Wikileaks recently released another wave of documents, many of them coming from the Kissinger years. While much of these items are available to scholars in archives, their broader dissemination is still useful. Among the released documents are cables revealing the Vatican’s defense of the Pinochet dictatorship [English story available here] even while the Chilean government was executing hundreds of opponents in the aftermath of the September 11 coup in 1973. In spite of being the second-highest-ranking member of the Vatican’s Secretary of State, Cardinal Giovanni Benelli effectively ran the department when his superior was unable to perform his duties, made clear the Vatican’s support of the Pinochet regime, and his fierce anti-communist stance has led some to refer to him as the “Vatican Kissinger.” Among other things, the cables reveal that Benelli expressed concerns over what it portrayed as the “international left’s efforts to completely falsify the reality of the Chilean situation” with claims that the new regime was using torture and extrajudicial murders. However, in spite of Benelli’s insistence such accounts were part of some global communist plot to exaggerate the Pinochet regime’s crimes and drum up support for Allende, the Pinochet regime was indeed committing torture and murdering and disappearing anybody deemed a “subversive.” Indeed, according to the documents, Benelli himself admitted that “there has been some bloodshed in the cleanup operations in Chile,” but that Catholic officials in Chile had “assured Pope Paul [VI] that the junta is doing everything possible so that the situation return to normalcy and the stories in international media that speak of brutal repression have no foundation.”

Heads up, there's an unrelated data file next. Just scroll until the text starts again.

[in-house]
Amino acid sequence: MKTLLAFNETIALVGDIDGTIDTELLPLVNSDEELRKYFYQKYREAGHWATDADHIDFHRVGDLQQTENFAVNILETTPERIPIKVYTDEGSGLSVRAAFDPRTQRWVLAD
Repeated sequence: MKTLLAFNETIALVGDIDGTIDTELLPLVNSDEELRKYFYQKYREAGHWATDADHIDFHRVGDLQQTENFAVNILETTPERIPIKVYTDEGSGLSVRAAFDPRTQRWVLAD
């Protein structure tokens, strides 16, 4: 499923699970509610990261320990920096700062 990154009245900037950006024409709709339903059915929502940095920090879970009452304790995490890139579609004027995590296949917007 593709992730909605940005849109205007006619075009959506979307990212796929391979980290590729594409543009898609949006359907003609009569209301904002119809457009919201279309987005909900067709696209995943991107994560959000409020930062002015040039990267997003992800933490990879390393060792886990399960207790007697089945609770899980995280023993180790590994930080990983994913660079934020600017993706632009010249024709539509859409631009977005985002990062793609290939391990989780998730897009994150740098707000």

Of course, that wasn’t the case at all – nearly all of the roughly 3,000 murders that the Pinochet regime’s security forces committed between 1973 and 1978 with the general’s approval, both tacit and explicit. And that’s not mentioning the tens of thousands who suffered torture at the hands of the state in that period. To its credit, eventually the Chilean Church began to criticize the regime for its human rights violations. Nonetheless, the fact remains that, early in the regime, the Vatican tacitly supported Pinochet and his government’s actions by siding with him over the “communist” accounts of torture and murder, accounts that were, in the end, all too tragically accurate.